The Department of Justice has announced plans to launch the biggest reform of the Irish Court System since the foundation of the state. It said that legal costs in Ireland are prohibitive and act as a barrier to people to exercising their rights before the courts. The Department said it wants to widen access and remove barriers to the justice system so it meets the needs of the public, society and business.
The Department’s 2021 Action Plan commits to stemming anti-social behaviour and knife crime, reforming Ireland’s licensing laws, overhauling the immigration system and regularising the status of undocumented migrants.
It aims to cut legal costs and the length of legal proceedings and tackle the high cost of insurance. It will see the introduction of new scales of legal fees to provide greater certainty on what people can expect to pay for legal services. “We know too the effect these high costs and complex systems have on our economy and our competitiveness, whether those are the cost of buying a house, enforcing a contract or purchasing insurance,” it said. The Department outlined that it would assess if these scales should be binding, except in limited circumstances. The introduction of pre-action protocols will facilitate early resolution of claims and an alternative dispute resolution mechanism will reduce the length of legal proceedings.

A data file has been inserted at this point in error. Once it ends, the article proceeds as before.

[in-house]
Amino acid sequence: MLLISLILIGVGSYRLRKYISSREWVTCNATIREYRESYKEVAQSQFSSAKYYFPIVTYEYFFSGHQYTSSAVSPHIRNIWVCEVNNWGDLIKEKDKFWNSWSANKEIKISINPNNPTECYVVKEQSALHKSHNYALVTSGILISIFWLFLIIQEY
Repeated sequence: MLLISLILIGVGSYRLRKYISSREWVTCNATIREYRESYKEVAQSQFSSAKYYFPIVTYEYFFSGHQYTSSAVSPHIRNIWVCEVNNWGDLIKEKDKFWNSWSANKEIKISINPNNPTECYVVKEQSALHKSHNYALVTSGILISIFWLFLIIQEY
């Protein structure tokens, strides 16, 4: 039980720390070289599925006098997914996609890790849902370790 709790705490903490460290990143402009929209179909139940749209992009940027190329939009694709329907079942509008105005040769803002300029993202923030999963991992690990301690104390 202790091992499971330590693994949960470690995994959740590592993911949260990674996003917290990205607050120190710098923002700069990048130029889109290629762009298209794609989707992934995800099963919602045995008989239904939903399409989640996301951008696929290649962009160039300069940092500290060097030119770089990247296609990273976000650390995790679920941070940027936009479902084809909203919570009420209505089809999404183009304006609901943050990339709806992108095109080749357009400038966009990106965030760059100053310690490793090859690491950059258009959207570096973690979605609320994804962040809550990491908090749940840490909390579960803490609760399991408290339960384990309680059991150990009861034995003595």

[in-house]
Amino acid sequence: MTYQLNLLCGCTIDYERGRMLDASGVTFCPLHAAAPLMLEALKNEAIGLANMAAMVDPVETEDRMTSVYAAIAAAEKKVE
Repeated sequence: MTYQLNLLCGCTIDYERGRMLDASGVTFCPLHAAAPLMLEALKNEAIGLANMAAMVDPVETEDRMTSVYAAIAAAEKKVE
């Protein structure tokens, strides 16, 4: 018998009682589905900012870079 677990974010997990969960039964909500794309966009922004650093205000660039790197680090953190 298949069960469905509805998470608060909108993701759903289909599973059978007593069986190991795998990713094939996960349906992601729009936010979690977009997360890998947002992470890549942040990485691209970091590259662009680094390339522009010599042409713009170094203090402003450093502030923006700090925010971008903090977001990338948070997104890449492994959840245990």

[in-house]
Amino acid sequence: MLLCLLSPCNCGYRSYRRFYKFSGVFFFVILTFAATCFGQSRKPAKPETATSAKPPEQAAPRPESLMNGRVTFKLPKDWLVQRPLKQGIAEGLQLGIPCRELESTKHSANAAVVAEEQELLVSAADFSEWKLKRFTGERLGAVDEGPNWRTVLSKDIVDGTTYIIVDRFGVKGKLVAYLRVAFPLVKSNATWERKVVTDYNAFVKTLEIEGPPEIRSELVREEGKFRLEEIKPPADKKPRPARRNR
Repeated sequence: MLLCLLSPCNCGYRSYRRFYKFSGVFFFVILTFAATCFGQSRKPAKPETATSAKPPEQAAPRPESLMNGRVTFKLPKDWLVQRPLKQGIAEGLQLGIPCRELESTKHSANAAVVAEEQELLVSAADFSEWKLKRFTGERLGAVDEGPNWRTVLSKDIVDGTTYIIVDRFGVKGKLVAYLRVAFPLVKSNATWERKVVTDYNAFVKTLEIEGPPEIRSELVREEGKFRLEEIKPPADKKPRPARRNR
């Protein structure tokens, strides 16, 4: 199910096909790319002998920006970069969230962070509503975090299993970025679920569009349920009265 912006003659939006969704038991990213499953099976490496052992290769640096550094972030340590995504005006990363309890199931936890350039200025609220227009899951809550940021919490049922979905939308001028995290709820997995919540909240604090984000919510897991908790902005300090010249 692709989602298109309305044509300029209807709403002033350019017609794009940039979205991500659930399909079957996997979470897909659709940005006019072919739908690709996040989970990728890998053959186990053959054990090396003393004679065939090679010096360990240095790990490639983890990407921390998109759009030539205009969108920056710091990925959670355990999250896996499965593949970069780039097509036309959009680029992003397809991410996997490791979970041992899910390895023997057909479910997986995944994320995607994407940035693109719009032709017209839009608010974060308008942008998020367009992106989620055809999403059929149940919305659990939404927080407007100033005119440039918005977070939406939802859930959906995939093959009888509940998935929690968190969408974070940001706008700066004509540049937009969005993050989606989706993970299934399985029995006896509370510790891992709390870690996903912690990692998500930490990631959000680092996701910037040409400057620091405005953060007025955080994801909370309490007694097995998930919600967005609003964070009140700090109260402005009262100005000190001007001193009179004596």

The Department said it will establish a the new Family Court with what it describes as the development of ‘pragmatic, sensitive and cohesive family law procedures’ to help those going through family law difficulties.
The 2021 Action Plan will also include a huge modernisation of the court system, to include more remote hearings and the electronic filing of documents. The long-awaited Judicial Appointments Commission Bill will streamline the process of appointing judges and the Department said it will ensure judges, lawyers and Courts Service staff are more diverse and “reflective of modern Irish society”. In addition, it plans to open up legal education “to give more people clear pathways to working in the legal sector”. A new Gambling Regulator will be established and legislation to licence and regulate the gambling industry will be enacted.
The comprehensive plan aims to update Ireland’s defamation laws which the Department hopes “will strike the right balance between reputation and free speech”. In an effort to support the hospitality sector which has been badly affected by the Covid-19 pandemic, it will reform the bar sector with “modernised licensing laws.”